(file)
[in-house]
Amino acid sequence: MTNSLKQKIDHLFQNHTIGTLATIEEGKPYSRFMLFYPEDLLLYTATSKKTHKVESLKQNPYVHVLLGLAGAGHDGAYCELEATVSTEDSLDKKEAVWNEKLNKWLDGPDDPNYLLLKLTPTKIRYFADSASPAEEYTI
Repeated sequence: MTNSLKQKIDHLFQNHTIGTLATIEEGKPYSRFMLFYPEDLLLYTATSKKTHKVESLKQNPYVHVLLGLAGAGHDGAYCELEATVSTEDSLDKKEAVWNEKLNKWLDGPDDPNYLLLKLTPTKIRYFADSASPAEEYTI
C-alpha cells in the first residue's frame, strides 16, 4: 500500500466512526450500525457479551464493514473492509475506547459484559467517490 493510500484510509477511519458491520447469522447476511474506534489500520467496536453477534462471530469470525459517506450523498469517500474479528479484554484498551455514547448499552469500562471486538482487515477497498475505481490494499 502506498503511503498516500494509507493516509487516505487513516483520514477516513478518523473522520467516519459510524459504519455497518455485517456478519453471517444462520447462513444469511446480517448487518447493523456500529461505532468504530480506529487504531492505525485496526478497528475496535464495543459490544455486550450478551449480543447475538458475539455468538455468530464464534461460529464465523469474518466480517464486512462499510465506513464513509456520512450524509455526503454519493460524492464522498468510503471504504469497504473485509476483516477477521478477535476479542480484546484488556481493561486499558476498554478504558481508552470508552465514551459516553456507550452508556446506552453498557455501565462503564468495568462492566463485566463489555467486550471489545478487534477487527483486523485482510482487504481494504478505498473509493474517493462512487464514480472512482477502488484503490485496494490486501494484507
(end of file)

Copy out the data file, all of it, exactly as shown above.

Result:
[in-house]
Amino acid sequence: MTNSLKQKIDHLFQNHTIGTLATIEEGKPYSRFMLFYPEDLLLYTATSKKTHKVESLKQNPYVHVLLGLAGAGHDGAYCELEATVSTEDSLDKKEAVWNEKLNKWLDGPDDPNYLLLKLTPTKIRYFADSASPAEEYTI
Repeated sequence: MTNSLKQKIDHLFQNHTIGTLATIEEGKPYSRFMLFYPEDLLLYTATSKKTHKVESLKQNPYVHVLLGLAGAGHDGAYCELEATVSTEDSLDKKEAVWNEKLNKWLDGPDDPNYLLLKLTPTKIRYFADSASPAEEYTI
C-alpha cells in the first residue's frame, strides 16, 4: 500500500466512526450500525457479551464493514473492509475506547459484559467517490 493510500484510509477511519458491520447469522447476511474506534489500520467496536453477534462471530469470525459517506450523498469517500474479528479484554484498551455514547448499552469500562471486538482487515477497498475505481490494499 502506498503511503498516500494509507493516509487516505487513516483520514477516513478518523473522520467516519459510524459504519455497518455485517456478519453471517444462520447462513444469511446480517448487518447493523456500529461505532468504530480506529487504531492505525485496526478497528475496535464495543459490544455486550450478551449480543447475538458475539455468538455468530464464534461460529464465523469474518466480517464486512462499510465506513464513509456520512450524509455526503454519493460524492464522498468510503471504504469497504473485509476483516477477521478477535476479542480484546484488556481493561486499558476498554478504558481508552470508552465514551459516553456507550452508556446506552453498557455501565462503564468495568462492566463485566463489555467486550471489545478487534477487527483486523485482510482487504481494504478505498473509493474517493462512487464514480472512482477502488484503490485496494490486501494484507